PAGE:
Tue, Aug 31, 2010
Recently, I had the opportunity to lead a Monster Webinar entitled “How to Build a World-Class Internship Program: Advice from Companies That Are Getting it Right.”
What’s that, you say? You missed it? Well, you’re in luck because the following covers a few highlights but, if that’s not enough, you can listen to the whole she-bang here (or check out the slide share below):
To begin, it’s no secret we live in a knowledge-based economy where businesses with the best talent win. For employers, this has created a supreme need to keep a pipeline of talent flowing and – over time – companies have wised up to the fact that internships are an excellent way to discover and audition entry-level hires.
That said, how do you actually run one?
The first step is to know exactly what you want to get from the program. Since the costs involved in an internship program can be high when things like recruiting, salaries, and non-billable time are factored in, successful internships must produce a bottom-line return to their organization…. and you HAVE to know what that is.
Second, you want to be super-smart about recruiting. A layered approach will always outperform a single-shot effort, and recruiting is no exception. This means you have to locate candidates through multiple channels, e.g. Monster, campus visits, social media, etc. Also, follow software giant Cisco’s lead and give your recruits job descriptions so they can make decisions based on work they would actually be doing.
Third, you must on board effectively. It’s not enough to give your interns (or any new hire for that matter) a cubical and expect them to train themselves. Take the time to strategically integrate newbies into your company and you’ll see the results in lower turnover and higher engagement. (Note: The Bureau of Labor Statistics estimates the average worker will have between 10-15 jobs in their lifetime now.) Want to keep your rock stars longer? Train them properly.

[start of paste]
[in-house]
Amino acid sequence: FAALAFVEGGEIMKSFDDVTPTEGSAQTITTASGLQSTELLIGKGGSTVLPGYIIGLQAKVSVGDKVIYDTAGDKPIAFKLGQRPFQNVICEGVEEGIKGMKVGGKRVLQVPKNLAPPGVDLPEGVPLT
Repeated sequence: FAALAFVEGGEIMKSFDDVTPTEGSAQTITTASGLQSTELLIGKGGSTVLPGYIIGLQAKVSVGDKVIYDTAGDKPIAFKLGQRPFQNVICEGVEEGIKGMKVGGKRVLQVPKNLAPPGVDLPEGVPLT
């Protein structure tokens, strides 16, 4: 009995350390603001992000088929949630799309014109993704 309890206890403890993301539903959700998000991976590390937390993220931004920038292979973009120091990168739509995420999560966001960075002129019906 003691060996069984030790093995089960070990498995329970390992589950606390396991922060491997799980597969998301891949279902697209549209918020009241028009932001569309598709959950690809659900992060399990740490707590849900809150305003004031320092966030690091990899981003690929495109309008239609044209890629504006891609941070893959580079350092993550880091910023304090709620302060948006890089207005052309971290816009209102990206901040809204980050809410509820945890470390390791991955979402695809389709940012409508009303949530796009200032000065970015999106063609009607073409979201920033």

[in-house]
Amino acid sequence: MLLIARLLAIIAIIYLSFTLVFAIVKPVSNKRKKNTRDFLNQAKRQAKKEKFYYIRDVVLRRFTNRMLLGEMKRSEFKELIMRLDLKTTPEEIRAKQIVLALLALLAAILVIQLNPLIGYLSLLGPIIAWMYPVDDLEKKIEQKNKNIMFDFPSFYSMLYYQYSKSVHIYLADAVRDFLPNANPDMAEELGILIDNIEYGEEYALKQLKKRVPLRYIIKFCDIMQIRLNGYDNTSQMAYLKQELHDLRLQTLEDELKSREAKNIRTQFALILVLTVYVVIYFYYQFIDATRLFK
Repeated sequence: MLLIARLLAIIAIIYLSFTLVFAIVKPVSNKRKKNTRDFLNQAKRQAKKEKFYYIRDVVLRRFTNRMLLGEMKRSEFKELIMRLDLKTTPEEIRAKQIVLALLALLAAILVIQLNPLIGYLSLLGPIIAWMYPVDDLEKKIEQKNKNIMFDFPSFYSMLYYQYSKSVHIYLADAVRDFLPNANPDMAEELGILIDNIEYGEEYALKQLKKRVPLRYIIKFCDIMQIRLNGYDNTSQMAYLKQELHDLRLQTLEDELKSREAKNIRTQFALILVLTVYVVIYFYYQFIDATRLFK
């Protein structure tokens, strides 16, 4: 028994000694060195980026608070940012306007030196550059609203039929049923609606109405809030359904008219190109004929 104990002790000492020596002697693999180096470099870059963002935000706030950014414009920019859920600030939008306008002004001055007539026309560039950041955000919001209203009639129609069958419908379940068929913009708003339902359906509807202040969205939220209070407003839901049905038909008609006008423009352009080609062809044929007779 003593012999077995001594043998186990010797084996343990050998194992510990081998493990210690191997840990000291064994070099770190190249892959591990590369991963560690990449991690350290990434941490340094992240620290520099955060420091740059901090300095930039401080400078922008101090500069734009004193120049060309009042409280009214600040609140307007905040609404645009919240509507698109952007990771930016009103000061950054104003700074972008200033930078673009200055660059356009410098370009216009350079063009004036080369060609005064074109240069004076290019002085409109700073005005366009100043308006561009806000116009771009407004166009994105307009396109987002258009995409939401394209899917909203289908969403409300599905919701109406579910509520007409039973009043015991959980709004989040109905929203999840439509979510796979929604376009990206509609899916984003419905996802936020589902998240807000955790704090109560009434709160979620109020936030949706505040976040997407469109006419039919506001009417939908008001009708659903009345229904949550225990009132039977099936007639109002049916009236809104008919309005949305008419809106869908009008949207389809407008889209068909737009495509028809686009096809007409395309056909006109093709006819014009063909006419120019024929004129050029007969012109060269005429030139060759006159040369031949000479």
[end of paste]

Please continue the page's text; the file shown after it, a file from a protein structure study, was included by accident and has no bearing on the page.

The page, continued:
Finally – to pay or not to pay? That is the question Hamlet didn’t get frequently, but I certainly do. The truth is, most companies pay. In fact, a recent study by the National Association of Colleges and Employers (NACE) reported that 98.6 percent of respondents’ interns are paid, with $17 as the average hourly wage for bachelor-degree level.
Who pays the most? According to Glassdoor.com, the following 10 companies have the highest-paid interns in the US.
|Glassdoor.com: Highest Paying Internships by Company|
(Min 20 Salary Reports*)
|Company||Intern Average Base Salary|
|7. Intel Corporation||$4,937|
|9. Deutsche Bank||$4,851|
|* Based on reports as of 7/26/10|
But regardless of whether your interns are paid or unpaid, remember that most are in it for the experience. So as you develop your own programs, consider this advice straight from the horse’s mouth. (An intern that is – not a horse.) “Only take on interns if you are fully willing to invest the amount of time it takes to welcome, train, assist, mentor, teach, and evaluate them to make the experience valuable, rewarding, and positive.”
I couldn’t have said it better myself.
About the Author: Emily Bennington is coauthor of Effective Immediately: How to Fit In, Stand Out, and Move Up at Your First Real Job. She has been featured on CNN and ABC News, and she has been quoted in publications including the Wall Street Journal, New York Post, US News and World Report, and the Washington Post Express. She is a regular contributor to Monster.com as well as the college section of The Huffington Post.